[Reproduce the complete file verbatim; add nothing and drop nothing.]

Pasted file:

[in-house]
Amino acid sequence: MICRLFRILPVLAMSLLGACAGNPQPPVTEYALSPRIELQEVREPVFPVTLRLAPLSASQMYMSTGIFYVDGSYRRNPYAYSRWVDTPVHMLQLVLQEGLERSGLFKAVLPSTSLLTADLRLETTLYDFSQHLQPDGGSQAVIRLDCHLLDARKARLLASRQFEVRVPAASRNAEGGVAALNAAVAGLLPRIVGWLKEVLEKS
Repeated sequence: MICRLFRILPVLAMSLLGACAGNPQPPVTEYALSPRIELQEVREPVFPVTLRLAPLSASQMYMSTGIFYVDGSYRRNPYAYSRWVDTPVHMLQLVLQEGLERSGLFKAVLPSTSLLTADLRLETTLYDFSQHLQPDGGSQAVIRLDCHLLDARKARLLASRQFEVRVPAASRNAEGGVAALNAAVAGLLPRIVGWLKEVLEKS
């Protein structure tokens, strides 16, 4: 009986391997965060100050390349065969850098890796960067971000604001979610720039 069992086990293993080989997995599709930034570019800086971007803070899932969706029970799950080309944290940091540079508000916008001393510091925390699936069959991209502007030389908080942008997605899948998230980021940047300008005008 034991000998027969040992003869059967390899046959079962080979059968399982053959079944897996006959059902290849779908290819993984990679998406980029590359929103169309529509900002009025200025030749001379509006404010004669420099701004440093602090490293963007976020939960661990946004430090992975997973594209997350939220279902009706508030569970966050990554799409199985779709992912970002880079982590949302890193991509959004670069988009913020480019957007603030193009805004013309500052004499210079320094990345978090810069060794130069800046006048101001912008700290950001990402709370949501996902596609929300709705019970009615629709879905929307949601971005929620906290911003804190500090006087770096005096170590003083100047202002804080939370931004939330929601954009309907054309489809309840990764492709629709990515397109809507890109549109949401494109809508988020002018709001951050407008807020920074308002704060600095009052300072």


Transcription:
[in-house]
Amino acid sequence: MICRLFRILPVLAMSLLGACAGNPQPPVTEYALSPRIELQEVREPVFPVTLRLAPLSASQMYMSTGIFYVDGSYRRNPYAYSRWVDTPVHMLQLVLQEGLERSGLFKAVLPSTSLLTADLRLETTLYDFSQHLQPDGGSQAVIRLDCHLLDARKARLLASRQFEVRVPAASRNAEGGVAALNAAVAGLLPRIVGWLKEVLEKS
Repeated sequence: MICRLFRILPVLAMSLLGACAGNPQPPVTEYALSPRIELQEVREPVFPVTLRLAPLSASQMYMSTGIFYVDGSYRRNPYAYSRWVDTPVHMLQLVLQEGLERSGLFKAVLPSTSLLTADLRLETTLYDFSQHLQPDGGSQAVIRLDCHLLDARKARLLASRQFEVRVPAASRNAEGGVAALNAAVAGLLPRIVGWLKEVLEKS
């Protein structure tokens, strides 16, 4: 009986391997965060100050390349065969850098890796960067971000604001979610720039 069992086990293993080989997995599709930034570019800086971007803070899932969706029970799950080309944290940091540079508000916008001393510091925390699936069959991209502007030389908080942008997605899948998230980021940047300008005008 034991000998027969040992003869059967390899046959079962080979059968399982053959079944897996006959059902290849779908290819993984990679998406980029590359929103169309529509900002009025200025030749001379509006404010004669420099701004440093602090490293963007976020939960661990946004430090992975997973594209997350939220279902009706508030569970966050990554799409199985779709992912970002880079982590949302890193991509959004670069988009913020480019957007603030193009805004013309500052004499210079320094990345978090810069060794130069800046006048101001912008700290950001990402709370949501996902596609929300709705019970009615629709879905929307949601971005929620906290911003804190500090006087770096005096170590003083100047202002804080939370931004939330929601954009309907054309489809309840990764492709629709990515397109809507890109549109949401494109809508988020002018709001951050407008807020920074308002704060600095009052300072």